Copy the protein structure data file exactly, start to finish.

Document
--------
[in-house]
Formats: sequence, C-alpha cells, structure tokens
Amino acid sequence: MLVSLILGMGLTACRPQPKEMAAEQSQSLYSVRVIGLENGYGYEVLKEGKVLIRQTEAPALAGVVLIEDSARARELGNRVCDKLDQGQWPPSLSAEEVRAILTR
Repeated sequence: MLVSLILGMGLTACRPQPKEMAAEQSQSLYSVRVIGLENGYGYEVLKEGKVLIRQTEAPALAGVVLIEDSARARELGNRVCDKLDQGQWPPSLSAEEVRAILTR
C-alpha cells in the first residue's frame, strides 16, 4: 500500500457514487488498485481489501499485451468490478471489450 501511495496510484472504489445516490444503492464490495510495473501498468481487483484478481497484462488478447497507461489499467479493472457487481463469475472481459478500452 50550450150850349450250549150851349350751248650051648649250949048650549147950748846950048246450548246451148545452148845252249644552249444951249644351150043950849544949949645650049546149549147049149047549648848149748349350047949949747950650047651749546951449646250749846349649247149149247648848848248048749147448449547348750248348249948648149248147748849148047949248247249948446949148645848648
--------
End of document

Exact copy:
[in-house]
Formats: sequence, C-alpha cells, structure tokens
Amino acid sequence: MLVSLILGMGLTACRPQPKEMAAEQSQSLYSVRVIGLENGYGYEVLKEGKVLIRQTEAPALAGVVLIEDSARARELGNRVCDKLDQGQWPPSLSAEEVRAILTR
Repeated sequence: MLVSLILGMGLTACRPQPKEMAAEQSQSLYSVRVIGLENGYGYEVLKEGKVLIRQTEAPALAGVVLIEDSARARELGNRVCDKLDQGQWPPSLSAEEVRAILTR
C-alpha cells in the first residue's frame, strides 16, 4: 500500500457514487488498485481489501499485451468490478471489450 501511495496510484472504489445516490444503492464490495510495473501498468481487483484478481497484462488478447497507461489499467479493472457487481463469475472481459478500452 50550450150850349450250549150851349350751248650051648649250949048650549147950748846950048246450548246451148545452148845252249644552249444951249644351150043950849544949949645650049546149549147049149047549648848149748349350047949949747950650047651749546951449646250749846349649247149149247648848848248048749147448449547348750248348249948648149248147748849148047949248247249948446949148645848648